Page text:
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This door opens to a spa room that has an exterior exit door.

I believe the double keyed deadbolt lock is there to prevent kids from getting into the spa room.

What's the correct call on this? Emergency egress or preventing a kid from drowning?

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Only the front (main egress door) is prohibited from having that type of lock on it. Why you ask?

Because, code check says " All doors require keyless operation from the interior." [311.4.4]

Kurt's answer makes sense to me. Lock the top of the spa.

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In my opinion, correct or not, right or wrong, all double keyed locks are a fire safety hazard. During the panic that will inevitably exist during a house fire, the occupants will go to any exit door they can. If they cannot operate the lock they can .... die (or worse).

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If they cannot operate the lock they can .... die (or worse).

Or worse?

Wha?!! Oh my gawd! You don't mean something like being forced to kiss skanky Nancy Pelosi on the lips do you? Bleeaaaaachhhhh! Ptui, Ptui. I think I just threw up a little in my mouth. Where the hell is the listerine?

ONE TEAM - ONE FIGHT!!!

Mike

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Only the front (main egress door) is prohibited from having that type of lock on it. Why you ask?

Because only 1 egress door is required in a house....

I disagree. That's not what the code says. It says that 1 egress door is required but that all egress doors shall be openable without a key.

- Jim Katen, Oregon

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  • 5 weeks later...

311.4.2 states that the required egress door must be 3 ft wide and 6'8" high. Other doors do not have to comply with the minimum dimensions. 311.4.4 All interior and exterior doors shall be readily openable from the side from which egress is to be made without the use of a key or special knowledge or effort.

I interpret that to mean that only one egress is required, but if you have more than on interior or exterior door it can't have a double key deadbolt.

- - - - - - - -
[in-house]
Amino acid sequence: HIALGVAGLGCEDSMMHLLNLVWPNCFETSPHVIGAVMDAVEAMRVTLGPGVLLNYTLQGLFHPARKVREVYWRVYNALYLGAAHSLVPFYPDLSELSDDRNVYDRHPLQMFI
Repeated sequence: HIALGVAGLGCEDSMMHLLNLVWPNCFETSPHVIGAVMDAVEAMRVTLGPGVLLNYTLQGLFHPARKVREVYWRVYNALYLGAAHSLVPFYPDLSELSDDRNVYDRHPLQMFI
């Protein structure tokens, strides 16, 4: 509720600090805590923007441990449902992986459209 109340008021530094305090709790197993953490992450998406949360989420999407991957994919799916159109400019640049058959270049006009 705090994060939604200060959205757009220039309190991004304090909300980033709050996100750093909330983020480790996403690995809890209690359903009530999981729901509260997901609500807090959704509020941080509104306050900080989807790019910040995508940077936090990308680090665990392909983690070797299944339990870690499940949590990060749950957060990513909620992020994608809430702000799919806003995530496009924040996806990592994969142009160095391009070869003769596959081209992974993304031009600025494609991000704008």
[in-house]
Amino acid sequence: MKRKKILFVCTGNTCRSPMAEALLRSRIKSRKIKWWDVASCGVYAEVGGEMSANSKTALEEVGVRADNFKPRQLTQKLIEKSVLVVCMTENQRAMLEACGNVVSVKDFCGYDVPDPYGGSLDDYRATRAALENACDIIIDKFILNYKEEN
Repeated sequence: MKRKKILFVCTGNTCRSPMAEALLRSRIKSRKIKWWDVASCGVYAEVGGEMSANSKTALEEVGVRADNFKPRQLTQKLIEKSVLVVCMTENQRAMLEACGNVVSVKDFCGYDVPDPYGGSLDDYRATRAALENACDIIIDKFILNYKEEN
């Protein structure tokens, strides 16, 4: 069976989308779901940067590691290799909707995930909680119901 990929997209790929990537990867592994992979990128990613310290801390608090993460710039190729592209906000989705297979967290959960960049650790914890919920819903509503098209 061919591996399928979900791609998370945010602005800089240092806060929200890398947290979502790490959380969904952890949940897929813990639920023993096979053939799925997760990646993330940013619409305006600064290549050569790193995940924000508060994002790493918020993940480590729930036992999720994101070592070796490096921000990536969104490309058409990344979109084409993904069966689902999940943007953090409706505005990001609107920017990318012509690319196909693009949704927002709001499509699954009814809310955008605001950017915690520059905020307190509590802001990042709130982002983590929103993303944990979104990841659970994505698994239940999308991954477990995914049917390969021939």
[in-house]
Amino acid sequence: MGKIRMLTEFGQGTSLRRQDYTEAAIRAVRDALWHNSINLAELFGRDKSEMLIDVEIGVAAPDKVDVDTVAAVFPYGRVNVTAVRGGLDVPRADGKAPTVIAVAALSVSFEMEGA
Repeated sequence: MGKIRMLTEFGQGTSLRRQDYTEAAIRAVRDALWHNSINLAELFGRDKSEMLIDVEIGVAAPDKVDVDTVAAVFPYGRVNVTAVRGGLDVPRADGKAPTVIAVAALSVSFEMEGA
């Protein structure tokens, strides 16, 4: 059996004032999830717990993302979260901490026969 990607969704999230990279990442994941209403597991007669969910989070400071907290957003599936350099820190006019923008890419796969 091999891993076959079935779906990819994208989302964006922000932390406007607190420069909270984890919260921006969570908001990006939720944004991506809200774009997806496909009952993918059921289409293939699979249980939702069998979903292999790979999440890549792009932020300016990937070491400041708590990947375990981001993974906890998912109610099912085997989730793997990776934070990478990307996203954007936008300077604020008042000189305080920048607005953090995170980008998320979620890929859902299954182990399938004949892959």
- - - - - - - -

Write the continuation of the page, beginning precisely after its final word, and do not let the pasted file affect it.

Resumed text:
"...1 egress door is required but that all egress doors shall be openable without a key... "

Yes but only one is required for egress. Therefore only one is named egress. By the way, it has to be 3'0" to qualify as egress. Most doors besides el frente are 2'8" or twin 2'6".

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R311.4.2 Door type and size. The required exit door shall be a side-hinged door not less than 3 feet (914 mm) in width and 6 feet 8 inches (2032 mm) in height. Other doors shall not be required to comply with these minimum dimensions.

"Other doors" are not egress doors, ergo, double deadbolts are not prohibited for them.

I always advise against them, but you can't cite them as violations unless they are on the one required exit.

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The code actually says - one EXIT door required - all EGRESS doors shall be openable from the side from which egress is to be made without the use of a key or special knlwledge or effort. Code inspectors in my area interpret it to mean all EGRESS doors cannot have a double keyed lock. I agree with Jim.

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311.4.4 All interior and exterior doors shall be readily openable from the side from which egress is to be made without the use of a key or special knowledge or effort. If it leads directly to the outside it is an egress door, only one egress door has to meet the required width. In this jurisdiction no double-key deadbolts are allowed. What the homeowner does after I issue the C/O is up to them.